Bacterial Canker of Mango
Xanthomonas citri pv. mangiferaeindicaebacteria
Tiny, water-soaked lesions measuring 1-4 mm in diameter appear on leaves. They are slightly raised, angular formed or shaped star-like. They are light yellow in the early stages but later enlarge to become necrotic cankerous patches of dark brown color. As the disease progresses, the leaves turn yellow and fall off in severe cases. Branches, twigs and stems can display swollen lesions that later turn dark brown. They eventually crack, exposing the internal tissue and oozing gummy substances. Dark brown or black water soaked lesions may show on the fruits, often bursting and secreting contagious ooze. Sometimes, pulp and stone are affected, too. Fruit lesions and plant secretions attract insects and opportunistic pathogens which initiate rotting.
The disease is caused by a variety of the bacterium Xanthomonas citri. It enters the plant either through stomata on leaves and lenticels on twigs and fruits. The bacterium survives in infected parts on the tree (up to 8 months in leaves). Cankers on the twigs are the primary cause for further infection of fruits. Disease spread is rapid during rainy days, additionally enhanced by wind. Direct contact between trees or fruits also spreads the disease.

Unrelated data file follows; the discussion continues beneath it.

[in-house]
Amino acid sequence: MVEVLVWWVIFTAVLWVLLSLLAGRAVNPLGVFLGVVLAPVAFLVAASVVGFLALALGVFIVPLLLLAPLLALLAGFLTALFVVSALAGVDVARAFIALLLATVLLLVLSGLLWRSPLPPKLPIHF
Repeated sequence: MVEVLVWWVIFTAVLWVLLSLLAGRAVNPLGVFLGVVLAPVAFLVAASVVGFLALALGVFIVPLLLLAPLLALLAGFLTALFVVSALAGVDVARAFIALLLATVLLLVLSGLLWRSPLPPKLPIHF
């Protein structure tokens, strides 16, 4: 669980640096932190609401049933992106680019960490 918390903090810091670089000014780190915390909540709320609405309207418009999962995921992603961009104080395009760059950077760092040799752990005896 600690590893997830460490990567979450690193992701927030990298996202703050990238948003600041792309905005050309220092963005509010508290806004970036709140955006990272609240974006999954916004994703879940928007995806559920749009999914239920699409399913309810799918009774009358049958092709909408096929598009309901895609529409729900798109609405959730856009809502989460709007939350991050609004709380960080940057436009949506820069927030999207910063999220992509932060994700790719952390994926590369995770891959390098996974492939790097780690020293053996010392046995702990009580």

Sprays containing copper compounds (e.g. copper oxychloride 0.3%) applied on early shoots every 10-14 days have proven effective. Spraying biocontrol agents such as Acinetobacter baumannii on infected trees can also effectively reduce populations of X. citri.
Always consider an integrated approach with preventive measures together with biological treatments if available. Two sprays of streptocycline (0.2-0.3ml/1l water) at 20 days intervals reduce fruit infection. Dipping the fruits in a solution of agrimycin-100 (0.2ml/1l water) is effective as well. Injecting bavistin (1000 ppm) followed by plantomycin (200 ppm) into the stems of infected trees might also work.